Relics of St. John Neumann Visit St. Patrick, Pottsville

A portrait of St. John Neumann on display along with his miter and gloves at St. Patrick, Pottsville. (Photos by John Simitz)

By TARA CONNOLLY Staff writer

Relics of the fourth bishop of the Archdiocese of Philadelphia were venerated May 22 at St. Patrick, Pottsville – the same town that he longed to see become the seat of a new diocese.

First and second class relics of St. John Neumann, who was born in 1811 in Bohemia and is the first American male saint to be canonized, were brought from the National Shrine of St. John Neumann, Philadelphia by Father Anthony Michalik.

The relics on display in a reliquary included a first-class relic identified as a portion of his backbone.

Second-class relics were a ciborium he used to distribute the sacrament, a leather-bound book containing the New Testament in Greek, a photo of him as a little boy, a catechism he wrote for children in German and wood from his original casket.

One of his miters and a set of gloves were also part of the display.

Father Michalik presented two talks on the saint, who came to America in 1836 with the hopes of being ordained after the local bishop cancelled priest ordinations due to an over flux of priests and nowhere to place them in ministry.

“Could you imagine the cancellation of ordination of priests in today’s world?” said Father Michalik.

“He had a great desire to be a missionary to immigrants that were on the rise in American.”

A brilliant man dedicated to his studies, Father Michalik said it took the future priest 40 days to cross the ocean before arriving in New York, where the sitting bishop immediately ordained him.

After his ordination, Father Michalik said, he was sent to the Niagara region of New York, where he traveled by horseback through forests and snow to minister to immigrants residing in remote cabins.

In 1842 he joined the Redemptorist community of priests and caught the attention of Pope Pius IX, who appointed him the Bishop of Philadelphia – which included the future Diocese of Allentown – in 1852.

“He didn’t want to be bishop, but his holiness, brilliance and pastoral care couldn’t be hidden,” said Father Michalik, who is also a Redemptorist priest.

As bishop, he served the then “Diocese” of Philadelphia that included the eastern half of Pennsylvania, all of Delaware and most of New Jersey.

Bishop Neumann devoted his office as bishop to building churches, schools and asylums for his diocese. He was devoted to education and was the first ecclesiastic to organize a diocesan school system in the United States.

“As Bishop of Philadelphia, he was loved, but high society of Philadelphia did not like the idea of a short foreigner as their shepherd. He didn’t like sophisticated society, but soon they realized what a prince they had,” said Father Michalik.

“The only thing he wanted to do as a priest here in America, was to minister to and be present to the needs of the peoples he came to serve. He was most happy when he was intimately involved in the everyday struggles, fears, anxieties and real challenges of human life,” he said.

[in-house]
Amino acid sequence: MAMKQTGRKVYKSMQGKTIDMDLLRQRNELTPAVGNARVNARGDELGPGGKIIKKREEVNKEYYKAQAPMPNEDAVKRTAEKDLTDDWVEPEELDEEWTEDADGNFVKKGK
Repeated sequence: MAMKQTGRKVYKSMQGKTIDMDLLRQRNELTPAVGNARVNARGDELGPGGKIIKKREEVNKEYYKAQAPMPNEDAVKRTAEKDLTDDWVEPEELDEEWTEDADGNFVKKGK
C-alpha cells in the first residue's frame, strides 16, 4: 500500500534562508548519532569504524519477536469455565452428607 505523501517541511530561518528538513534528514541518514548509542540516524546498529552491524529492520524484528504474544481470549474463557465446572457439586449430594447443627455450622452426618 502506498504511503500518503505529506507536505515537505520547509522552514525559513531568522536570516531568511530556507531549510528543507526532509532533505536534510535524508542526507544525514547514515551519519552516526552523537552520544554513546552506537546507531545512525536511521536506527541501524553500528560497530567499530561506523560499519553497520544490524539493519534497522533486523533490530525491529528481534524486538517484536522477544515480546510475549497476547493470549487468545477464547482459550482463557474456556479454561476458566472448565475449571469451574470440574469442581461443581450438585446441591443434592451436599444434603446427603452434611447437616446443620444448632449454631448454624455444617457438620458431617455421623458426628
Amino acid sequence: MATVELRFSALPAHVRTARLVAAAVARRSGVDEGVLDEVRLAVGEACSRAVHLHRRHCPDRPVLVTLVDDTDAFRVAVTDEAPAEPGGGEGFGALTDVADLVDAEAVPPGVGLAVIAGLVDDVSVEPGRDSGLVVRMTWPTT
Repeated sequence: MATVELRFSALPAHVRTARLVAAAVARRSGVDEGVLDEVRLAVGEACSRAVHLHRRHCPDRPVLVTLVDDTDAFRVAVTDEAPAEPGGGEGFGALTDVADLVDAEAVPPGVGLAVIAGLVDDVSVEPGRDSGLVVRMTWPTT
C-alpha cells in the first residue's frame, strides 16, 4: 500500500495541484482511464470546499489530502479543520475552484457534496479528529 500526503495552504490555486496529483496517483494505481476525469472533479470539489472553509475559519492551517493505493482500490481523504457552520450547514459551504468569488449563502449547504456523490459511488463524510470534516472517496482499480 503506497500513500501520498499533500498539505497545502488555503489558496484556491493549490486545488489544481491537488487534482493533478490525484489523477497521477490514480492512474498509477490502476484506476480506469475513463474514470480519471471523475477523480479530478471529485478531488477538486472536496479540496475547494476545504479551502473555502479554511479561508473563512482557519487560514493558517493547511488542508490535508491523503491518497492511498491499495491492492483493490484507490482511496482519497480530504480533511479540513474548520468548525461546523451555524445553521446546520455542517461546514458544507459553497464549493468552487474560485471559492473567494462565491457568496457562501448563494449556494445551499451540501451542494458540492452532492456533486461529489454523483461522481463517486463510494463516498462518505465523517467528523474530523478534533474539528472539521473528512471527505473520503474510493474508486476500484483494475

Father Michalik said his greatest fear was not being able to serve such a large diocese and suggested splitting the diocese and forming the Diocese of Pottsville. 

“Pottsville figured quite prominently in his vision as bishop. His personal desire was to leave Philadelphia and be right here.I am sure this beautiful area and mountains reminded him of his home. The high society of Philadelphia was not where he wanted to be. He was hoping to be transferred to this region,” he said.

“Unfortunately, it didn’t come to pass and he traveled endlessly because of his intense love for his people,” said Father Michalik.

According to Father Michalik, Bishop Neumann had a strong desire to introduce 40 Hours of Devotion to the diocese but feared retribution in a culture that was anti-Catholic. While praying at his desk, he fell asleep and a candle ignited all the papers on the desk – except for documents describing 40 Hours of Devotion.

“He took that as a sign from God and we now have the beautiful devotion,” he said.

Father Michalik also said Bishop Neumann went above and beyond pastoral work in his short life and is known today as a very powerful miracle worker.

“St. John Neumann is a great saint and very much present today in the lives of people who reach out to him. He is a powerful intercessor before God,” he said.

“You are allowing St. John Neumann to do what he did on earth – to come visit his people. He continues to minister to you – his people – through miraculous intercession. You invited him and he would never refuse an invitation. He is here today in a very unique and powerful way. He wanted to be here as your bishop. You invited him and he has come to minister to your needs.”

Bishop Neumann died Jan. 5, 1860 after collapsing on a Philadelphia street while running errands.

He was declared venerable by Pope Benedict XV in 1921. He was beatified by Pope Paul VI during the Second Vatican Council on Oct. 13, 1963 and was canonized by that same pope on June 19, 1977.

The National Shrine of St. John Neumann is located at 1019 N. Fifth St., Philadelphia. For more information, visit the shrine’s website by clicking here.